I love reading horror novels. I also love Ikea. So you can imagine my excitement when I happened to see this book, which seemingly looked like an IKEA manual, catch my eye. What’s an IKEA manual doing in the horror section of Waterstones? Turns out Horrorstor is a haunted story set in a furniture store (styled just like IKEA!)

Even the feel of the book gave me similair feelings I used to have when I would have the IKEA manual in my hands. Nostalgia. Once you flip over the cover, you see the floor plan of the store and categories of furniture, divided room wise, just like IKEA. You have Living Room, Home Office, Kitchen, Bedrooms and so on. The fictional store in Horrorstor is called Orsk, and the setting is in Cleveland, Ohio.

Right bang on the first page, the author makes his intention very clear: Horrostor is a work of fiction, horror and parado, and the store and all the furniture mentioned are all made up. Nothing represents IKEA.

So what’s the story about?

The employees of Orsk come into work one day and see that a lot of the furniture is damaged, thrown about and messed around with. This is happening too frequently, so the store manager Basil decides to have two employees, Amy and Ruth Anne, work an overnight shift, from dusk till dawn, to really see what’s been happening after hours. While on a routine round that evening, Amy discovers there are two more people, Trinity and Matt, in the store who had sneaked in, hoping to record the supernatural events happening inside the store. Funnily enough, they also discover Carl, a homeless man who had made his home inside the store without anyone finding out.

Trinity and Matt convinces the two employees (while store manager is outside with the police) to hold a seance. Consequently, they summon a ghost Warden, who possesses the homeless guy Carl. Carl is killed by Warden and his body is missing. The store manager returns and is natually shocked and horrified, and they start to look for the missing body. In the process, they discover a door which opens up to an abandoned asylum.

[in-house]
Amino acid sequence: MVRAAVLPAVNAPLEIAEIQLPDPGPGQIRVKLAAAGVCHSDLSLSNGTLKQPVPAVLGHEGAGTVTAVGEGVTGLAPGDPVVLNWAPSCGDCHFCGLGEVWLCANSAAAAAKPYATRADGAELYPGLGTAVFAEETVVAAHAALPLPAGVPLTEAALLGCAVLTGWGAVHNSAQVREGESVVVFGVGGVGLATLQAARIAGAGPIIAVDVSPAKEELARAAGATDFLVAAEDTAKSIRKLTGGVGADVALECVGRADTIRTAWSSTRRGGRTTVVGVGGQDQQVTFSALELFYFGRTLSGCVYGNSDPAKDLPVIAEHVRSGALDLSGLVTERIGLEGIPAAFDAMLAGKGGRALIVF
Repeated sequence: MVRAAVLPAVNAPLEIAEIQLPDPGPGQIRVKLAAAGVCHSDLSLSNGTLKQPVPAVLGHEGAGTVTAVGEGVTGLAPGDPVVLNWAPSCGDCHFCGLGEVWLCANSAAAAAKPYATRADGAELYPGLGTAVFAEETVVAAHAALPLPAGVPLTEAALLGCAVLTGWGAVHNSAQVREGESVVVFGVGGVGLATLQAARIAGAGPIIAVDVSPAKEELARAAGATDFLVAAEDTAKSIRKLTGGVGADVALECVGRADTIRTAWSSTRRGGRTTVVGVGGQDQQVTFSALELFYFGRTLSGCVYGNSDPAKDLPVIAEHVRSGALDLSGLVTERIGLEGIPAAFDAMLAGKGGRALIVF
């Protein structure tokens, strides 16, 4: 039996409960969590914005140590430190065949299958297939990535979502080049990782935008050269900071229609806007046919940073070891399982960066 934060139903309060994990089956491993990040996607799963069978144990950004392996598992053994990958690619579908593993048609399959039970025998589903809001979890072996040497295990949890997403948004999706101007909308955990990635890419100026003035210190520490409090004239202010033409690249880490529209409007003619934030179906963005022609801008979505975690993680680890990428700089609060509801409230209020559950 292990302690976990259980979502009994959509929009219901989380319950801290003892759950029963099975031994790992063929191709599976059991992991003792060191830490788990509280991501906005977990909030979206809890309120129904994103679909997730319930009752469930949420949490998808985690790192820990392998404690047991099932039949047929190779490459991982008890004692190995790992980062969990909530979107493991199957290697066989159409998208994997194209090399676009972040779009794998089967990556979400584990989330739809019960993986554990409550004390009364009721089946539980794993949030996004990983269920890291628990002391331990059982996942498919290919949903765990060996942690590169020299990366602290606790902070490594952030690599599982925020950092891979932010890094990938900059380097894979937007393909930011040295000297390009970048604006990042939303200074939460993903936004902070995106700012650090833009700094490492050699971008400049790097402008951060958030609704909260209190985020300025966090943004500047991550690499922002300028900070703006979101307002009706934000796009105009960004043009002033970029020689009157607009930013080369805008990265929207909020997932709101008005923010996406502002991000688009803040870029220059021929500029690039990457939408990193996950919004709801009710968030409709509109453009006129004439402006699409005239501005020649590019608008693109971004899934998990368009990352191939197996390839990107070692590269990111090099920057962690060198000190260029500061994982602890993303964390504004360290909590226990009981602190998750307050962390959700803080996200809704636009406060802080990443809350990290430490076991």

For me to even go on with what happens next would spoil the entire experience. Who is Warden? Where is Carl? What is the asylum all about? What’s really going on?

Like the author said in the beginning, this book is a parody, horror and comedy. There were moments when I felt like I was in the same world as Netflix’s Stranger Things. The thing with such a book is it’s not meant to be taken seriously. So while there is some character development, it is more about just letting yourself go on this fun ride of being haunted inside an IKEA-style furniture store. There will be cliched moments, and predictable outcomes, but that’s not the point.

The fun is really in the creativity in the mind of the author Grady Hendrix. Each of the chapter starts off with a picture representation of a furniture, which has a Swedish styled name. For the more eagle-eyed readers, they will see how with each subsequent chapters, the furniture become more creepy and sinister, in a way foreshadowing the horror that’s about to come up ahead.

Much like an IKEA furniture, there is fun in exploring the novel, but you don’t really come out remembering much about the people as much as you remember the furniture. Full marks to the author for sharing his creativity in this book! With short chapters, this is a fairly easy book to get through in a day or two. You don’t really have to put your mind around the setting, the plot or the people. Like I said earlier, you just go along with wherever the writer is taking you!

Fun, silly and a perfect book to read through the night. The only thing missing for me was the IKEA style breakfast!

Rating: 3 out of 5.

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